The Science of Discworld Iv : Judgement Day, Hardback
3.5 out of 5 (2 ratings)


The fourth book in the Science of Discworld series, and this time around dealing with The Really Big Questions, Terry Pratchett's brilliant new Discworld story.

Judgement Day is annotated with very big footnotes (the interleaving chapters) by mathematician Ian Stewart and biologist Jack Cohen, to bring you a mind-mangling combination of fiction, cutting-edge science and philosophy.

Marjorie Daw is a librarian, and takes her job - and indeed the truth of words - very seriously.

She doesn't know it, but her world and ours - Roundworld - is in big trouble.

On Discworld, a colossal row is brewing. The Wizards of Unseen University feel responsible for Roundworld (as one would for a pet gerbil).

After all, they brought it into existence by bungling an experiment in Quantum ThaumoDynamics. But legal action is being brought against them by Omnians, who say that the Wizards' god-like actions make a mockery of their noble religion. As the finest legal brains in Discworld (a zombie and a priest) gird their loins to do battle - and when the Great Big Thing in the High Energy Magic Laboratory is switched on - Marjorie Daw finds herself thrown across the multiverse and right in the middle of the whole explosive affair.

As God, the Universe and, frankly, Everything Else is investigated by the trio, you can expect world-bearing elephants, quantum gravity in the Escher-verse, evolutionary design, eternal inflation, dark matter, disbelief systems - and an in-depth study of how to invent a better mousetrap.


  • Format: Hardback
  • Pages: 352 pages
  • Publisher: Ebury Publishing
  • Publication Date:
  • Category: Popular science
  • ISBN: 9780091949792



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Showing 1 - 2 of 2 reviews.

Review by

Great! Always nice to see someone mentioning complexity science, and the cosmology and cosmogony parts were really interesting. Also, I love the idea of space bolas!Some quotes: "It's clear that the chicken is only the egg's way of making another egg.""... a proof that the largest whole number is 1. Consider the largest whole number. Its square is at least as big, so it must equal its square. The only whole numbers like that are 0 and 1, of which 1 is larger. QED.""Assigning all puzzling phenomena to the same causes is a standard philosophical error, the equation of unknowns. Asimov put it this way: if you don't understand UFOs, telepathy or ghosts, then UFOs must be piloted by telepathic ghosts."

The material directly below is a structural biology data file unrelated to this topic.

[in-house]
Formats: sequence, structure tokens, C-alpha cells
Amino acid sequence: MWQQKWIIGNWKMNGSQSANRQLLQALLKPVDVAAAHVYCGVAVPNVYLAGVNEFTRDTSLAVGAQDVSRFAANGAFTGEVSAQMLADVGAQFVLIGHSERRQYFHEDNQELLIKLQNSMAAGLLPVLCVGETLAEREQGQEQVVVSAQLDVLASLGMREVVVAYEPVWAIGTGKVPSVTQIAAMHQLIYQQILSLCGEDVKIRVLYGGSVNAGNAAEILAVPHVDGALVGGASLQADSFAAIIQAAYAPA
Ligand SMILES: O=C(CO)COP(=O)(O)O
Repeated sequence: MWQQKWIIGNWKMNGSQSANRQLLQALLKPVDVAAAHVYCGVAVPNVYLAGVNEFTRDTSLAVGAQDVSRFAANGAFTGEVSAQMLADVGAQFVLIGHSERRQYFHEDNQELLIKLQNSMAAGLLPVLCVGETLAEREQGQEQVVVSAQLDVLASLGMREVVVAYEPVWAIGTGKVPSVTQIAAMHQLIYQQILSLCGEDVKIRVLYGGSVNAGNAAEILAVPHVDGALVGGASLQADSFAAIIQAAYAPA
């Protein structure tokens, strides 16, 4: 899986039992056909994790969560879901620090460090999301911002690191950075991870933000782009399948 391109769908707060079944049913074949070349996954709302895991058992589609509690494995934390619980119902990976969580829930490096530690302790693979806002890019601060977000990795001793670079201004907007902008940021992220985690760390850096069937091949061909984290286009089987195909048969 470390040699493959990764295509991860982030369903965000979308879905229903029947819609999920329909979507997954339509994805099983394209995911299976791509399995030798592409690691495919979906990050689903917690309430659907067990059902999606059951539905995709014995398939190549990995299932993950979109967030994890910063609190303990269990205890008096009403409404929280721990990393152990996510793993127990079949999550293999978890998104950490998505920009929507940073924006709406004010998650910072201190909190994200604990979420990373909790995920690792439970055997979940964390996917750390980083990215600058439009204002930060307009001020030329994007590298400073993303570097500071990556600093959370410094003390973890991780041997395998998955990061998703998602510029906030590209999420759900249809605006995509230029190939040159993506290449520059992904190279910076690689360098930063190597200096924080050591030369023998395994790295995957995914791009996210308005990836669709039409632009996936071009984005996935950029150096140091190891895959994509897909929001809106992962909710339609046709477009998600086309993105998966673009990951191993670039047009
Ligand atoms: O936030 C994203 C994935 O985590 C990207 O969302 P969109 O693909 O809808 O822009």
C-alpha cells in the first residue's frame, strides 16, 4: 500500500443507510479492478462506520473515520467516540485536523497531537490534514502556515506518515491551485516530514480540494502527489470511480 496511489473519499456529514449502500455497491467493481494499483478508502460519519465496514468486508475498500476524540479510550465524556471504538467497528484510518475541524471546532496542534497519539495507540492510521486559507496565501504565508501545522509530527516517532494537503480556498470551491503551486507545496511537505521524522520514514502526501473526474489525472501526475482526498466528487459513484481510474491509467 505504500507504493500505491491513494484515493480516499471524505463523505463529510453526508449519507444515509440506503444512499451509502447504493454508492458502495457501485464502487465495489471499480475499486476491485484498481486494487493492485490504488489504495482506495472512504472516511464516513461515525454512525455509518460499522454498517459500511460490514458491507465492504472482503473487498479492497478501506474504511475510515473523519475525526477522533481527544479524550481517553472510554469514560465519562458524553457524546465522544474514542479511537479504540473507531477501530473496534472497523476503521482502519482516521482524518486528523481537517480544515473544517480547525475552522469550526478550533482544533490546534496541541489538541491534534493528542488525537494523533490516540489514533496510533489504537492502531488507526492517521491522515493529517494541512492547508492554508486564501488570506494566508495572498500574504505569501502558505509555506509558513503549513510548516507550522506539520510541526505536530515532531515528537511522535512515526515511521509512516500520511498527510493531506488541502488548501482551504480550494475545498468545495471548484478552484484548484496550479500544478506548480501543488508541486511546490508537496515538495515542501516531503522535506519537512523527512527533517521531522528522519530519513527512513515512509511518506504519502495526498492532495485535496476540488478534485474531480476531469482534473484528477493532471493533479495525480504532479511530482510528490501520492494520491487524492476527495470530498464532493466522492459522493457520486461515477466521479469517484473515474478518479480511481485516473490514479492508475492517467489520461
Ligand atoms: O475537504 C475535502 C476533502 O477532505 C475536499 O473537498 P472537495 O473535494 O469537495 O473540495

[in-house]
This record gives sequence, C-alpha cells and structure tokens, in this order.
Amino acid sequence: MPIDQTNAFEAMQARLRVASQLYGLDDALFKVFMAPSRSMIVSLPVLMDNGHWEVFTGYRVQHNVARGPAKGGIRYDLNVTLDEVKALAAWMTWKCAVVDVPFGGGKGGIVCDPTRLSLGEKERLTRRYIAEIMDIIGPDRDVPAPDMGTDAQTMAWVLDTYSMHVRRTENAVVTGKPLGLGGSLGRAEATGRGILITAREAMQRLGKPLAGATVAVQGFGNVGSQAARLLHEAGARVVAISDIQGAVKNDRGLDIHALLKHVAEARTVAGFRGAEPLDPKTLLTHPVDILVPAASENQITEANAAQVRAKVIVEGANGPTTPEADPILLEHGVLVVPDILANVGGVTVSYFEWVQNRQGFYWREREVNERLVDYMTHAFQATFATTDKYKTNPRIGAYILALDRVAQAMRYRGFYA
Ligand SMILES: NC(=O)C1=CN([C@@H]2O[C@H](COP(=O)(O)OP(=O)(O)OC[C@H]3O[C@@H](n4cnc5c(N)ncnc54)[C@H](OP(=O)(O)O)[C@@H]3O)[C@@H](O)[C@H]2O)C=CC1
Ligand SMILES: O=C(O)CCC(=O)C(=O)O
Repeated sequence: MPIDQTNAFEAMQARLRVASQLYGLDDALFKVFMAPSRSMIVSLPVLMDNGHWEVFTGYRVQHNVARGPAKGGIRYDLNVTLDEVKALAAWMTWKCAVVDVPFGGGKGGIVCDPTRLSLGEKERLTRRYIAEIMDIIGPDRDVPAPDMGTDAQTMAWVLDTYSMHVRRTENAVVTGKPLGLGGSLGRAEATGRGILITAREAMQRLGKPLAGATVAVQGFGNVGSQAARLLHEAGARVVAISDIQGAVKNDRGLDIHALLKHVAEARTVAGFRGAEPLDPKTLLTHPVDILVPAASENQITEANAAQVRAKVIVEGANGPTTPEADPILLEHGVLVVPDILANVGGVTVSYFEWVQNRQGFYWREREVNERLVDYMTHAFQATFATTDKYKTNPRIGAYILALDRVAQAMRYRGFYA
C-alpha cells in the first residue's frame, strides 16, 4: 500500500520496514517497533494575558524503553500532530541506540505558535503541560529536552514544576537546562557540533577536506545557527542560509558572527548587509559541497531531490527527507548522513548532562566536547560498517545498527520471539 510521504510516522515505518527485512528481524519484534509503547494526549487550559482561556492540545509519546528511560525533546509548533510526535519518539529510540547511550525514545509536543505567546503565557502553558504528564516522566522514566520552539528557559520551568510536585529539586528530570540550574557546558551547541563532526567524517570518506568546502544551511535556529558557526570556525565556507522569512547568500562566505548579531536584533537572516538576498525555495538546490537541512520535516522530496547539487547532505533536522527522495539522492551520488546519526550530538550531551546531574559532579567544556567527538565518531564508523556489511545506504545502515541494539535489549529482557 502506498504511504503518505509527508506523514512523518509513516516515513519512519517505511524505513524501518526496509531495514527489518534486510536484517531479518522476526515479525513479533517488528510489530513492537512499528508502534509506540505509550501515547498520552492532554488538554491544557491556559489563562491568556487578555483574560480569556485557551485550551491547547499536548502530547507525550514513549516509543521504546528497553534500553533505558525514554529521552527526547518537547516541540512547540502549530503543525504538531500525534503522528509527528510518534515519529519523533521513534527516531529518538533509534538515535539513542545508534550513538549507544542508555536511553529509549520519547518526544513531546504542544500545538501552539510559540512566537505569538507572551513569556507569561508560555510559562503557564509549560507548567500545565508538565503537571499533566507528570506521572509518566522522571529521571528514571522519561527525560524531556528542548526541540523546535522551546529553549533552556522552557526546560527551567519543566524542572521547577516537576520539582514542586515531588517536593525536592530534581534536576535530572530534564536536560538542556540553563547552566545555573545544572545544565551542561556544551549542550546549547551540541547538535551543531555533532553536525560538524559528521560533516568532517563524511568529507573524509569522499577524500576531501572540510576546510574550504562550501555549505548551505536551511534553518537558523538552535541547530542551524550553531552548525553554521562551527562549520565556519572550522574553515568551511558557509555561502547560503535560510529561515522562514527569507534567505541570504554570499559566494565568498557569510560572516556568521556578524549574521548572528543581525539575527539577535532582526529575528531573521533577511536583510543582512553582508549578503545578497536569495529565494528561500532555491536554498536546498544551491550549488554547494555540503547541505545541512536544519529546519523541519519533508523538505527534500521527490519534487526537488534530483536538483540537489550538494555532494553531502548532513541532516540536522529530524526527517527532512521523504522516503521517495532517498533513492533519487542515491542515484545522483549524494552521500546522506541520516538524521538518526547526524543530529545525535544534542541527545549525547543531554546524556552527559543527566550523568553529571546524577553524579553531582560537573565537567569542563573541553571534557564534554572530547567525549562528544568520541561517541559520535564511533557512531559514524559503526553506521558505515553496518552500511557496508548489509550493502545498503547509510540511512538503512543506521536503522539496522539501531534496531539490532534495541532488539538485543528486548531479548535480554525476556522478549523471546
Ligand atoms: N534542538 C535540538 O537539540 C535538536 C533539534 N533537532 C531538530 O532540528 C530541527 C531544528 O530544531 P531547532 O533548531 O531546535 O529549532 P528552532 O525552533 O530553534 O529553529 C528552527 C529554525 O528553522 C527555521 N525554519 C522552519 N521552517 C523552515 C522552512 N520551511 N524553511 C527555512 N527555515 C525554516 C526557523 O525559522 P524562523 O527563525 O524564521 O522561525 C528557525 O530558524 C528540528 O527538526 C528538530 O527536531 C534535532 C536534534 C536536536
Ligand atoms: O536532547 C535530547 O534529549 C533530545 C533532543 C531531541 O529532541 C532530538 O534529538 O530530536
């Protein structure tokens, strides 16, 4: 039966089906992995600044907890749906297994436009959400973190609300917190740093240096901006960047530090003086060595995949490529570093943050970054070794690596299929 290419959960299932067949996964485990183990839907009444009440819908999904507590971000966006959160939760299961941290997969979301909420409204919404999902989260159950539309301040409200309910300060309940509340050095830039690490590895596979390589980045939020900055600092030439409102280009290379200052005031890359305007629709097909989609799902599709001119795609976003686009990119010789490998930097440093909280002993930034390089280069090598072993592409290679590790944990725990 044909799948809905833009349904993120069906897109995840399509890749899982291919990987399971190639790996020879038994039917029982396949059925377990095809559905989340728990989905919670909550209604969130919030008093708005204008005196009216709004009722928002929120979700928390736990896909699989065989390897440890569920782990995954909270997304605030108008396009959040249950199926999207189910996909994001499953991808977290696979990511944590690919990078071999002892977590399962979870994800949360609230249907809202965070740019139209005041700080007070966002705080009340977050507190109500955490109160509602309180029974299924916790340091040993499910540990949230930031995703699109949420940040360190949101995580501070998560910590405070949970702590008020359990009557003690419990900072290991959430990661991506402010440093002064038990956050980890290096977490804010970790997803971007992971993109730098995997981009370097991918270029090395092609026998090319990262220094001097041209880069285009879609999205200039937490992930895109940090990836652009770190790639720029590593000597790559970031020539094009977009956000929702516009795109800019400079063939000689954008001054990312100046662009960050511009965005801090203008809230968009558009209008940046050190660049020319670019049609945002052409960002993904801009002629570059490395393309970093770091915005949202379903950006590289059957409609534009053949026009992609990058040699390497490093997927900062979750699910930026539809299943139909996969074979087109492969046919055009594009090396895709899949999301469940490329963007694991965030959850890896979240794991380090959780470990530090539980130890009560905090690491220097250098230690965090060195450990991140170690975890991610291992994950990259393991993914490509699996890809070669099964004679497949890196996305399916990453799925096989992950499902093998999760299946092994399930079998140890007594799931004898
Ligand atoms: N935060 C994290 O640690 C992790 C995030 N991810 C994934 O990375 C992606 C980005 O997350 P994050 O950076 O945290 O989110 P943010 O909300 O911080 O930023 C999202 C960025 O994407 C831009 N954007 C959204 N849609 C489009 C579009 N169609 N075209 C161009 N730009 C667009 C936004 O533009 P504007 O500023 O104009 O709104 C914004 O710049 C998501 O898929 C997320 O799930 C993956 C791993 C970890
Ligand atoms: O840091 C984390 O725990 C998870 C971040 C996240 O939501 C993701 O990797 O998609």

Review by

Confused. Unsure of it's target audience, with many rambling asides, and some vain attempts not to insult moderate religious belief it never really expresses anything clearly. The interspersed Discowrld segments do actually work better than the previous editions of this series, but it is a non-fiction science book first and foremost, with a bit of Discworld thrown in for marketing and the to emphasize one or two points.The basic premise is a Dawkins style missive against the concept of any gods existing. The authors go through some speculations as to why we might believe in them to start with, and how science has allowed us to progress from those initial concepts to a evidence based culture. They go through with a few references some of the steps in how science works, jumping about from topic to topic as it suits them. Their basic claim is that we can see the universe through a human self-centered viewpoint, or through a wider more dispassionate universe-centric viewpoint. They argue at times convincingly, but frequently less so, that the human centric version is susceptible to bias and wishful thinking. They are less successful at describing a universe-centric view as not succumbing to those problems. Although they mention the issue of attempting to divide any problem into only two pieces, they do not take any steps to look at other alternatives.The main problem - apart from the rambling asides, where they mention all the areas they researched in order to discuss a subject rather than sticking to the point - is the audience. Few if any of the readers will be genuinely agnostic with this book tipping them firmly into one camp. The rest of the readers will already agree with the message, which has been written many times before, more coherently; or they will be firmly religious themselves and no amount of 'evidence' or discussion will sway them, because that isn't the nature of belief, I suspect these readers will mostly dislike the book. If the authors are lucky then it is possible the fundamentalists will call for it's banning or burning, but I suspect the book is too niche, and too rambling to generate that amount of publicity. There is little of added interest for those who are already scientifically inclined. Too few of the arguments are laid out well enough to be worth coping or quoting in the sort of online debates you can feel triggered this book. There are frequent references to the more extreme elements of religion in a 'straw man fallacy' approach that attempts to tar the rest of their (any) religion with the same brush. This is equally true with the Discworld segment, that probably also has a 'no true Scotsman' error in it too. However there is a bonus for LT readers in that an extremely practical and organised Librarian appears in it, who will appeal to many.Not as good as the others in this series, adding little to the explanations of how our world works, and not as well written as many other titles that combat the lack of thinking in many religious positions.